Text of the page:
In an Australian first, the Federal Court has granted injunctions that will see the country’s major internet service providers compelled to block several websites used to illegally stream films and television programmes.
The Federal Court of Australia handed down its judgement on 15 December, ordering local ISPs Telstra, Pacnet, TPG Internet, and iiNet, to block five torrent sites, The Pirate Bay, Torrentz, TorrentHound, IsoHunt, and SolarMovie, and their 61 associated domains.
The judgement relates to two applications, one by Foxtel to TPG Internet and iiNet, the other by Village Roadshow to Telstra and Pacnet, for injunctions that would compel the ISPs to block the websites.
M2 was also named as a respondent in the Village Roadshow application.
Under the Federal Court’s orders, the ISPs must take “reasonable steps” to disable access to the websites within 15 business days of the orders being issued.
The ISPs are ordered to take any number of steps to block the sites, including DNS blocking, IP address blocking or re-routing, URL blocking, or “any alternative technical means” for disabling access to the sites as agreed in writing between the film and media companies, and the ISPs.
The rights holding applicants are to pay Telstra’s, Optus’, M2’s and TPG’s compliance costs, calculated at the rate of $50 per domain name the subject of DNS Blocking undertaken for the purposes of complying with order 2 hereof.
The court also ordered that Foxtel pay Telstra’s and TPG’s compliance costs, calculated at the rate of $50 per domain name subjected to DNS blocking, and $1500 to Optus for compliance costs, while Village Roadshow has to pay M2, Telstra, and TPG $50 per domain blocked.
The ISPs will need to redirect attempts to access sites that have been blocked to a special landing page established by them or the applicant companies.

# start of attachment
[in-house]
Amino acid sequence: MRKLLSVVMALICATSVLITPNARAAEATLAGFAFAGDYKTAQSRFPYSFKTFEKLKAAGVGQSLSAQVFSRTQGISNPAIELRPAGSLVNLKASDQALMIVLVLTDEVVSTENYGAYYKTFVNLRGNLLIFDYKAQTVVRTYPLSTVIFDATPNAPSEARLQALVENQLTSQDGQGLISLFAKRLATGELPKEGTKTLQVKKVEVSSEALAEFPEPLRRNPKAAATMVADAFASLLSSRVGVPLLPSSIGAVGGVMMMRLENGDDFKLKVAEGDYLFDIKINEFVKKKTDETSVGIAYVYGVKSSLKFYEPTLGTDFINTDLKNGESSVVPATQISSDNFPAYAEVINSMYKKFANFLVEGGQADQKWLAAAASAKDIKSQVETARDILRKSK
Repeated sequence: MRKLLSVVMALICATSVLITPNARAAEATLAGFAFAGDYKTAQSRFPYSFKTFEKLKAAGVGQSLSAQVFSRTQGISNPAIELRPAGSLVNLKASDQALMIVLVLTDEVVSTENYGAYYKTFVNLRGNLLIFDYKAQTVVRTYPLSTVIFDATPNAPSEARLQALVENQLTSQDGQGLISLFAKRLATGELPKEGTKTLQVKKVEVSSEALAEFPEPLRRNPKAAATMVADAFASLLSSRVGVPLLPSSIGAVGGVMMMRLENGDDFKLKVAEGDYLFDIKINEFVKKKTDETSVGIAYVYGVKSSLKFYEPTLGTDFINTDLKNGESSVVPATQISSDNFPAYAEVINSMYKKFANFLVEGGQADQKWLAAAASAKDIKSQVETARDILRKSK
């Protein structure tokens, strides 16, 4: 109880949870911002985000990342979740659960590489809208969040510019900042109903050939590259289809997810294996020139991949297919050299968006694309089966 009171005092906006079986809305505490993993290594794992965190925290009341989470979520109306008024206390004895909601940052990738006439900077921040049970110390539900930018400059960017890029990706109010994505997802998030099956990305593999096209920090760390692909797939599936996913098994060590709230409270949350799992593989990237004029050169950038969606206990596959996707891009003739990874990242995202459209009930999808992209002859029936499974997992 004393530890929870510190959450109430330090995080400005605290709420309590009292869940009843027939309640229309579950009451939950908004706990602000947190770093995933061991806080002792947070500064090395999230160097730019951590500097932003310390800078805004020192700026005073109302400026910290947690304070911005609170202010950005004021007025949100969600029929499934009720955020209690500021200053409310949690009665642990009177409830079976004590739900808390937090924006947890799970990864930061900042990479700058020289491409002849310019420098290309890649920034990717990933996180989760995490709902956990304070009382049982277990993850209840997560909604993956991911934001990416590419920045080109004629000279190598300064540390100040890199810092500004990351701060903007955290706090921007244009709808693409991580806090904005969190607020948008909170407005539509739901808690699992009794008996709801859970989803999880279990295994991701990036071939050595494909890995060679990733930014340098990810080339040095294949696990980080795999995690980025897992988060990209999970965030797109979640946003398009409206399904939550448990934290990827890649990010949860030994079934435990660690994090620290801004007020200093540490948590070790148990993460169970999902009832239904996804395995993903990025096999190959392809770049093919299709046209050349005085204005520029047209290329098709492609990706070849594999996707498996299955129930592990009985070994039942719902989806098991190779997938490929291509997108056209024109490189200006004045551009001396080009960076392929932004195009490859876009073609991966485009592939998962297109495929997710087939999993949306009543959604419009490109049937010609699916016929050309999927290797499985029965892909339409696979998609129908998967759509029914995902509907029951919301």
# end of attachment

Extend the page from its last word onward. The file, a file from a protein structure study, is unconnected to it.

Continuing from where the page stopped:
“This judgement is a major step in both directly combating piracy and educating the public that accessing content through these sites is not [okay], in fact it is theft,” Foxtel chief executive, Peter Tonagh, said.
“This judgement gives us another tool to fight the international criminals who seek to profit from the hard work of actors, writers, directors, and other creators the world over.
“We have already seen successful implementation of similar site blocking efforts overseas and are looking forward to a reduction in online piracy here,” he said.
The judgement follows the passing of legislation in Parliament mid-last year that allows copyright holders to apply for injunctions to block websites found to be facilitating piracy.
The Copyright Amendment (Online Infringement) Bill 2015, passed with bipartisan support in 2015, but met with fierce opposition from some quarters, including Greens Senator, Scott Ludlam, and Liberal Democrat Senator, David Leyonhjelm.
Among Ludlam’s arguments against the legislation, and site-blocking in general, was the suggestion that Australians may simply resort to the use of virtual private networks (VPNs) to circumvent such website-blocking moves and, more seriously, that the legislation could potentially open the gates to the criminalisation of VPN use.
"The Government has proceeded with a punitive site blocking regime and completely ignored more practical options for copyright reform that have been on the table for years,” Ludlam said in June 2015.
"This is a dangerous and unnecessary piece of legislation that potentially criminalises legitimate use of VPNs or other tools.
"By resorting to site blocking in an attempt to reduce copyright infringement, the government is using a sledgehammer to crack a nut,” he said.
A group of researchers at the University of Queensland, Paula Dootson, Kylie Pappalardo, and Nicolas Suzor, have also suggested that VPN and proxies can be easily used to access sites through private or secure connections, according to an article penned by the trio for The Conversation.
Moreover, the researchers suggest that the continuing difficulty Australians meet when trying to access the latest films and television programmes through legal channels is likely to see illegal streaming rates remain relatively high in Australia.
“But without legitimate means of access, consumers feel they have no choice but to download the content illegally,” they said.
Meanwhile, Internet Australia CEO, Laurie Patton, has also questioned the effectiveness of the move to block the websites, suggesting that such site blocking regimes in other parts of the world have failed.
"It looks to us more like a publicity stunt. It only affects a handful of the hundreds of ISPs and there are plenty of ways to get around it," Patton said.
“International experience has shown site-blocking is more effective as a PR stunt than a realistic solution.
"You close them down and they reappear in no time on another site and/or with another name – it’s called ‘whack-a-mole’," he said.
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